RAINSVILLE, Ala. – College courses can get expensive so students can really rack up a big bill, but now community colleges across Alabama are freezing tuition prices to help them out.
They will also be opening campuses back up to full operations this fall.
“Every little bit helps,” said Northeast Alabama Community College(NACC) president David Campbell. “Students especially have had a hard time during COVID as far as jobs go. Many of them have lost part-time jobs and are having trouble finding work to support their attending college.”
Campbell told News 19 tuition will stay at $133 per hour which is less than half the cost of tuition at Alabama’s four-year colleges and universities.
He said it is also exciting to have everyone back in a regular routine come Fall.
“This Fall we will certainly be back full blast with a normal schedule. I suspect the way things are going, we’ll still be watching for COVID this Fall, too. We found a lot of students initially when we went online last year, a lot of them were really excited about it and they liked it, but at the same time, I’ve been hearing a lot of them saying ‘I sure wish we could come back to campus’. I think they miss seeing their friends and interacting with teachers,” explained Campbell.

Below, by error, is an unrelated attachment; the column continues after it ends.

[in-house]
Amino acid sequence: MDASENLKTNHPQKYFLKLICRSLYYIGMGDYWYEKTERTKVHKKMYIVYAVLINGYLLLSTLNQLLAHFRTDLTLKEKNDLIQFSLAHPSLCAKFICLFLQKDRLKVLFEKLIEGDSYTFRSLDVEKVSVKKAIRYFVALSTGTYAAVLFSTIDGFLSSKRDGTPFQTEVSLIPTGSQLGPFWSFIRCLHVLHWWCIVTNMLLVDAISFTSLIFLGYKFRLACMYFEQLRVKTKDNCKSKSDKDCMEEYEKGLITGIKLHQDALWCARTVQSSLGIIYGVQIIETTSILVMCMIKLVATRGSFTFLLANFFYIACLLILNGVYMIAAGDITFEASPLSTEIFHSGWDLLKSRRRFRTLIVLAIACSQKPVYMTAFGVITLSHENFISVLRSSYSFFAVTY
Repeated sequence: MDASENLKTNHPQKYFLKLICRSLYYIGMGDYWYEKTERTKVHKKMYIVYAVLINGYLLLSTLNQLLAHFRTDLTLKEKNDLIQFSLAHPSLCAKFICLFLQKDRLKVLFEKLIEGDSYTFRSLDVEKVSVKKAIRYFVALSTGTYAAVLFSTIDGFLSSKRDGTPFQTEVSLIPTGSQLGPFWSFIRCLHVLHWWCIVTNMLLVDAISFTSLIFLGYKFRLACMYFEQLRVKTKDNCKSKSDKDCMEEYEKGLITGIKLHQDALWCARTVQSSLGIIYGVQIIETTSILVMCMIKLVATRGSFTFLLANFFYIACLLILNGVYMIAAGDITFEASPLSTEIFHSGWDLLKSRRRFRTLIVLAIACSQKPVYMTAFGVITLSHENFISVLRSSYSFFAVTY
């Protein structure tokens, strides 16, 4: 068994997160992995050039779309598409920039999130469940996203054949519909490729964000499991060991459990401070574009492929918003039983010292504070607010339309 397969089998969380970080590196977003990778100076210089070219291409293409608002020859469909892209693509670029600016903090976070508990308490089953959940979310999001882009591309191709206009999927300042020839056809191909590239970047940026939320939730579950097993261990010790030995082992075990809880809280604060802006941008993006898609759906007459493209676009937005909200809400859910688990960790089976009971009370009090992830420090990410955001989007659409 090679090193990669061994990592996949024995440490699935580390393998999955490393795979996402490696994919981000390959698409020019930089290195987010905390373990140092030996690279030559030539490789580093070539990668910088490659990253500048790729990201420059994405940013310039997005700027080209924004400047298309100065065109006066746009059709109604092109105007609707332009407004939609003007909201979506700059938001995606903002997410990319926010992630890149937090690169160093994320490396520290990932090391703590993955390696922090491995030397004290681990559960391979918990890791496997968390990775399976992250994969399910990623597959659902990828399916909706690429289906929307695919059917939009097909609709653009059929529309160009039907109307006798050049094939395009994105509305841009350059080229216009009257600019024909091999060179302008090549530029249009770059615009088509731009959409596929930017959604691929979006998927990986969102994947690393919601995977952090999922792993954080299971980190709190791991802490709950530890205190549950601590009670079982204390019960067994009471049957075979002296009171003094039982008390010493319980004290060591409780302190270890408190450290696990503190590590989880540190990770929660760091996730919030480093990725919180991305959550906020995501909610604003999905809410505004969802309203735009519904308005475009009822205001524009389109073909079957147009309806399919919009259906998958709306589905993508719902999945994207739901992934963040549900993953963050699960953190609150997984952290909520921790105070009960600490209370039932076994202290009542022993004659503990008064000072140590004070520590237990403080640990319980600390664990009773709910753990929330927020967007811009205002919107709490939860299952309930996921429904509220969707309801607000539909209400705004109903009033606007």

Campbell told News 19 NACC has been fortunate that during the pandemic no faculty or staff tested positive for the coronavirus and the number of students diagnosed with it was low.
“Those that did, we think they got it from off campus,” Campbell added.
Masks are currently still required and may also be required in the Fall, but Campbell said nothing has been set in stone yet.
While there is talk at some four-year universities of requiring students to be vaccinated, that also has not been decided yet by the Alabama Community College System.
“It would be a good thing if everybody did have the vaccine but I don’t know about requiring to have them, but I think the more people that have it the better and safer we all are,” Campbell said.